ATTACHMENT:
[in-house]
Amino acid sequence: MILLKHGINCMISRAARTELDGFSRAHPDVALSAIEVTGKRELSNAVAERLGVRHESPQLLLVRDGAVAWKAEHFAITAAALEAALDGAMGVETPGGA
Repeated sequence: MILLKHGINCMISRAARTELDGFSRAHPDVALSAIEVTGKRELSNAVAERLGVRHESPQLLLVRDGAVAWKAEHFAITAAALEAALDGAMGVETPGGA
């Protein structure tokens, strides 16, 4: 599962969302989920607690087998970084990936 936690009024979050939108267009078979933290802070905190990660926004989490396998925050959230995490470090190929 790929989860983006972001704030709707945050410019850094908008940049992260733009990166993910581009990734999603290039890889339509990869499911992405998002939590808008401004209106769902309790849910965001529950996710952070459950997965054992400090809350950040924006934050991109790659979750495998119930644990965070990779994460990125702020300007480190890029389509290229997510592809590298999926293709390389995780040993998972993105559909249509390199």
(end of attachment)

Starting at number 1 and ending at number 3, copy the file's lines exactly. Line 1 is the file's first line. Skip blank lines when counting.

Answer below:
[in-house]
Amino acid sequence: MILLKHGINCMISRAARTELDGFSRAHPDVALSAIEVTGKRELSNAVAERLGVRHESPQLLLVRDGAVAWKAEHFAITAAALEAALDGAMGVETPGGA
Repeated sequence: MILLKHGINCMISRAARTELDGFSRAHPDVALSAIEVTGKRELSNAVAERLGVRHESPQLLLVRDGAVAWKAEHFAITAAALEAALDGAMGVETPGGA